Yellow Submarine George Dunning

Yellow Submarine George Dunning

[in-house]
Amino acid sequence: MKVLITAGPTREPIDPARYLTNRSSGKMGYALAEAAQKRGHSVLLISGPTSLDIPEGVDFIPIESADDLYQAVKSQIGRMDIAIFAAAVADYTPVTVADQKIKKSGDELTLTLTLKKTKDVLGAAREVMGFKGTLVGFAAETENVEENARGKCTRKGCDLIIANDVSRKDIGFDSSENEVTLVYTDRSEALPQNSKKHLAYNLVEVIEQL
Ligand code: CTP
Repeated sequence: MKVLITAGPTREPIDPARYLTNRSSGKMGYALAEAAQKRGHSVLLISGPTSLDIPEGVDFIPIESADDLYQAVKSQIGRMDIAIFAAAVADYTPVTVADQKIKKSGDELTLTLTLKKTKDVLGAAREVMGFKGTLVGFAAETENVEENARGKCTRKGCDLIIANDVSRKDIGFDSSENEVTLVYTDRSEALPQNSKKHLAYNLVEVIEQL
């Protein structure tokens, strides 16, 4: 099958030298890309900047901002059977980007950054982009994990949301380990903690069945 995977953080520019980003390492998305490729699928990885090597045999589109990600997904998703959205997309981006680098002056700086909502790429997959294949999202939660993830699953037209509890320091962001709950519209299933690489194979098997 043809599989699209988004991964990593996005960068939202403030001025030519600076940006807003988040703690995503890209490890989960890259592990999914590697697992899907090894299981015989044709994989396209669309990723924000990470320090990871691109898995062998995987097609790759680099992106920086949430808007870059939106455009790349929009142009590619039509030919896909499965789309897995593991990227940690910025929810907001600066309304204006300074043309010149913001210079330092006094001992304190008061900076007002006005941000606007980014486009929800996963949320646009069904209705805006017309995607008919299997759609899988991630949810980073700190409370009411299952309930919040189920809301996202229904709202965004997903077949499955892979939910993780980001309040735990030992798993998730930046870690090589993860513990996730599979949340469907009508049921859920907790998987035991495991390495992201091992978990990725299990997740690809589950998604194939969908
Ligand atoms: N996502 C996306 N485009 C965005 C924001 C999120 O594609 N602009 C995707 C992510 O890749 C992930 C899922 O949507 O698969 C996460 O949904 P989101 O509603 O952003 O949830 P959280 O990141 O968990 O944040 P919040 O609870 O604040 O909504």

Often the forgotten Beatles film (likely because of the lack of direct involvement from the Fab Four and the fact that its named after one of the group's silliest tracks), Yellow Submarine is easily the most distinctive and downright strange of their cinematic experiments. Originally released in 1968, and directed by Canadian animator George Dunning, this hand-animated tale chronicles a community called Pepperland that comes under attack by the music-hating Blue Meanies. The Beatles are dragged into the conflict when a sailor named Fred fetches them from Liverpool in a yellow submarine to bring them back to Pepperland to combat the Meanies. If it sounds like a wacked-out, psychedelic fantasy, it's because it is. Melding animation with real-life footage and stills, Yellow Submarine is essentially one of Terry Gilliam's Python animations set to the Beatles' music. And that's the lasting legacy of the film: while the story is a take-it-or-leave-it affair (if you buy in, it's a fantastical tale; if you don't, it's a self-indulgent romp), the animated sequences, featuring songs like "Eleanor Rigby," "When I'm 64" and, of course, the title track, are absolutely beautiful to watch. In that way, Yellow Submarine is actually quite similar to the Beatles' film debut, A Hard Day's Night, whose loose, goofy plot holds together a series of vignettes showcasing their music and personalities. With this latest remastered re-release, the film has never looked or sounded better. The original stills were individually cleaned by hand for the digital debut. Extras include a 1968 making-of feature, original storyboards and pencil drawings, as well as audio commentary from original producer John Coates, with contributions from art director Heinz Edelman. While certainly not the magnum opus in the Beatles' cinematic catalogue, Yellow Submarine is a unique and beautiful artefact of its period, with a timeless visual style that stands up decades later. Years of neglect and rights issues (especially concerning the music) have relegated the film to second-class status. Hopefully now it can take its rightful place in the Beatles' filmography. (Apple/EMI)